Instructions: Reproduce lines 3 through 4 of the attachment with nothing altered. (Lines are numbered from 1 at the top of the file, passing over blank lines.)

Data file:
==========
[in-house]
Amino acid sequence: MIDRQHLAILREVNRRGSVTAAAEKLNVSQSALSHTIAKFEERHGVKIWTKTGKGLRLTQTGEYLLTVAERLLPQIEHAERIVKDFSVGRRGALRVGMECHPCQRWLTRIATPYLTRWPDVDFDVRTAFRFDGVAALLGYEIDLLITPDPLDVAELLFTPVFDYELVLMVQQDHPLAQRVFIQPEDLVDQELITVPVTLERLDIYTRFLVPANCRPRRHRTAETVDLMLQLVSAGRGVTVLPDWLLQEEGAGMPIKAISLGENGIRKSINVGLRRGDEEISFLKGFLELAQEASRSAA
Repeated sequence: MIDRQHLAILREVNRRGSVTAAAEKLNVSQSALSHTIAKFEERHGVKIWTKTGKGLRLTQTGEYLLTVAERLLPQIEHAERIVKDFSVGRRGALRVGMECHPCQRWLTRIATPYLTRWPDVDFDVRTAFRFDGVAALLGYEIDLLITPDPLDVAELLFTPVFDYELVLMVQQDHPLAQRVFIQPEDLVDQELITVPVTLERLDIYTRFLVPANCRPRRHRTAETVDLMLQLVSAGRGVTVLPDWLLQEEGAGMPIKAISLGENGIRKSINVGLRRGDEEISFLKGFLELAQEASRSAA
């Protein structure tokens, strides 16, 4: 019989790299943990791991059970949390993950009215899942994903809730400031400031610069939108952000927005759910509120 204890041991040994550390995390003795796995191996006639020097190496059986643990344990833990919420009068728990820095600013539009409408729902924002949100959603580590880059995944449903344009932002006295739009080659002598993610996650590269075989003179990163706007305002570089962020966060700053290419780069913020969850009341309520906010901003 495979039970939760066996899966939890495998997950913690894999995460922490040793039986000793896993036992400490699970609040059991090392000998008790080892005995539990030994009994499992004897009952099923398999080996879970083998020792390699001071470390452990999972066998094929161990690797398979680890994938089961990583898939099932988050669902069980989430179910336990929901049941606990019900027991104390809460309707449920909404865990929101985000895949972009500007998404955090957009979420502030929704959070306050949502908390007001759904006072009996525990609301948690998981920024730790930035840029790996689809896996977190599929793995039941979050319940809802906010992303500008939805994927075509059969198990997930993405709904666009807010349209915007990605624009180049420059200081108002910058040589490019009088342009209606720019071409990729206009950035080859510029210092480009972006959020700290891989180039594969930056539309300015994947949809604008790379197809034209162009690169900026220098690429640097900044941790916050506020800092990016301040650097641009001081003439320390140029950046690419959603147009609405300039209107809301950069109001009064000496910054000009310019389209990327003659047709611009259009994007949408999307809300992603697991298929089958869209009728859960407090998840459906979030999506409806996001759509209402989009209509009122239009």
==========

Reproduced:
Repeated sequence: MIDRQHLAILREVNRRGSVTAAAEKLNVSQSALSHTIAKFEERHGVKIWTKTGKGLRLTQTGEYLLTVAERLLPQIEHAERIVKDFSVGRRGALRVGMECHPCQRWLTRIATPYLTRWPDVDFDVRTAFRFDGVAALLGYEIDLLITPDPLDVAELLFTPVFDYELVLMVQQDHPLAQRVFIQPEDLVDQELITVPVTLERLDIYTRFLVPANCRPRRHRTAETVDLMLQLVSAGRGVTVLPDWLLQEEGAGMPIKAISLGENGIRKSINVGLRRGDEEISFLKGFLELAQEASRSAA
């Protein structure tokens, strides 16, 4: 019989790299943990791991059970949390993950009215899942994903809730400031400031610069939108952000927005759910509120 204890041991040994550390995390003795796995191996006639020097190496059986643990344990833990919420009068728990820095600013539009409408729902924002949100959603580590880059995944449903344009932002006295739009080659002598993610996650590269075989003179990163706007305002570089962020966060700053290419780069913020969850009341309520906010901003 495979039970939760066996899966939890495998997950913690894999995460922490040793039986000793896993036992400490699970609040059991090392000998008790080892005995539990030994009994499992004897009952099923398999080996879970083998020792390699001071470390452990999972066998094929161990690797398979680890994938089961990583898939099932988050669902069980989430179910336990929901049941606990019900027991104390809460309707449920909404865990929101985000895949972009500007998404955090957009979420502030929704959070306050949502908390007001759904006072009996525990609301948690998981920024730790930035840029790996689809896996977190599929793995039941979050319940809802906010992303500008939805994927075509059969198990997930993405709904666009807010349209915007990605624009180049420059200081108002910058040589490019009088342009209606720019071409990729206009950035080859510029210092480009972006959020700290891989180039594969930056539309300015994947949809604008790379197809034209162009690169900026220098690429640097900044941790916050506020800092990016301040650097641009001081003439320390140029950046690419959603147009609405300039209107809301950069109001009064000496910054000009310019389209990327003659047709611009259009994007949408999307809300992603697991298929089958869209009728859960407090998840459906979030999506409806996001759509209402989009209509009122239009």